• Set a schedule for your kids—when will be they be sleeping, eating, doing homework if they are older, playing, watching video, being active and socializing virtually? Not all these things will happen each day and that is OK! Try to align the things they need the least supervision with, with your most priority items of the day. Find time in your day when you will be able to team up with them to have focused attention on one of their to-do items. Think of this structure as a fluid structure that will need constant adjustment. Giving everyone a rough idea of how the day is going to look can help everyone navigate it a bit easier.
    • If you have babies at home, try strategies like wearing your baby (which has benefits of bonding and soothing for both parent and child), working (or sleeping!) while the baby is napping, and sharing/alternating time with a partner.

4. Manage expectations.

    • For Yourself: You are in survival mode. If this situation lasts for an extended period of time, we are going to find ways to help thrive through it, but for starters, let’s focus on surviving the beginning. From an expectation perspective, that means:
      • Let it Go! Letting go of things that are not high priority/super important, and focusing on the things with work, home, health, etc. that absolutely need to be attended to.
      • It will be Bumpy. Roll with It. Things will not go as planned. The kids may cry while you are on a conference call, things on your to-do list will take longer than you think, your tasks may suddenly change. Try to find HUMOR in those moments and try to OWN People understand.
    • For your Kids: This is a huge adjustment for them on many fronts. They are figuring out the new normal, just as you are figuring out the new normal. They may have (many!) moments of boredom or frustration and that’s ok. Empathize and validate how they may be feeling. They also want to connect with you and know that you are there and they are safe and OK. Hugging them, having some silly time with them, getting them excited for the times you will be able to spend with them, can be just a few ways to connect. Try not to stress about whether you have created a completely balanced day for them, or if they learned everything they could have, or if you are being the perfect parent. Just be there (physically or emotionally) and show them love. That is enough.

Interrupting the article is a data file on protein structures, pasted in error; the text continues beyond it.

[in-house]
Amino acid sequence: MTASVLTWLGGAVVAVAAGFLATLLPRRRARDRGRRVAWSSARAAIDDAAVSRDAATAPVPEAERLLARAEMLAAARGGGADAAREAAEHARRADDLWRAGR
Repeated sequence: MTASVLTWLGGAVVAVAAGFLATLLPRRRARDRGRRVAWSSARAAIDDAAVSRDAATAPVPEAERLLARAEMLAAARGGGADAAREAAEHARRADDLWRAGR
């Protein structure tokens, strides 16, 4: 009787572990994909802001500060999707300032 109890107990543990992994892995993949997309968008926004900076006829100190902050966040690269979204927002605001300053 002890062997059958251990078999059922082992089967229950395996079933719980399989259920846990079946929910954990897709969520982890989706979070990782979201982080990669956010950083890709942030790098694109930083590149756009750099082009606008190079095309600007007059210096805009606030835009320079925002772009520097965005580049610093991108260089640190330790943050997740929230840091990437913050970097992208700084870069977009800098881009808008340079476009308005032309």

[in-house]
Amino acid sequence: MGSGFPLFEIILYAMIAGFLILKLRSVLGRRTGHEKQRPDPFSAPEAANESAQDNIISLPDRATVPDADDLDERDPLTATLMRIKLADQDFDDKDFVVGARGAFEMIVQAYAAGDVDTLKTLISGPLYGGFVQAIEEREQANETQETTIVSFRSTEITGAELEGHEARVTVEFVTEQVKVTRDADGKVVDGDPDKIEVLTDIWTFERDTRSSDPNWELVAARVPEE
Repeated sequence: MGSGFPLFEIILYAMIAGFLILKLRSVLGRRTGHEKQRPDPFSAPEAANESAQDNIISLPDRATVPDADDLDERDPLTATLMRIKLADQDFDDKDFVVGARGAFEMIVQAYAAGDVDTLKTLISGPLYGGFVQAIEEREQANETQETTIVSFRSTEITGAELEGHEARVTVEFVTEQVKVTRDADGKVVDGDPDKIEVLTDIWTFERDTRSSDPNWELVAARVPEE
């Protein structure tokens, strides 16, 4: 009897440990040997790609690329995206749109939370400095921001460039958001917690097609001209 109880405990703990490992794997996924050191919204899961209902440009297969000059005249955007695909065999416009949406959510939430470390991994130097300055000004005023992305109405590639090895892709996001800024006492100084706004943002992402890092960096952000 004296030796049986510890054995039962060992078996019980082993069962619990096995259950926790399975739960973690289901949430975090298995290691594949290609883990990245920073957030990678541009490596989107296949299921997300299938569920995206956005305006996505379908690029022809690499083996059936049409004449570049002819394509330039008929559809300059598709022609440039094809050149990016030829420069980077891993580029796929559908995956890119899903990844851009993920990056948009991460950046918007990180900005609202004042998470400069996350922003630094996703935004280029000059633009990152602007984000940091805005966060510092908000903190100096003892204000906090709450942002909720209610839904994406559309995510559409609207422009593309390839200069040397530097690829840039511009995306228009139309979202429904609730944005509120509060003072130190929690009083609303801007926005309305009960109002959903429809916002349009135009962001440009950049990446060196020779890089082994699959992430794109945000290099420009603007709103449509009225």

• For Others: Know that people around you are all trying their best to navigate this new norm. Try to be reasonable with your expectations of them and be clear and communicative about what you expect of them and what they should expect of you. No one can read your mind nor can you read theirs. Let people know if you need help or if you need flexibility on something. We are all in this together.

5. Try to stay positive.

    • Acknowledge and focus on the wins each day!
    • Redirect your attention away from beating up on yourself.
    • Stay in the Moment.
    • Limit News Watching—get educated but not panicked.
    • Social Distance, but don’t socially isolate.
    • Look for the Silver Linings.

You’ve got this, Momma! We are here to support you. The first days of new parenthood, naturally made us all feel like a deer in headlights and unsure how we were going to get through it. Yet, we did. We will get through this, too.

– Dr. Stacey Lessans is Chief Psychology Advisor and brings with her extensive experience helping people effectively manage the multiple and often competing work and personal roles in their lives. Dr. Lessans is a Licensed Clinical Psychologist, with a private practice in both Manhattan and on the North Shore of Long Island.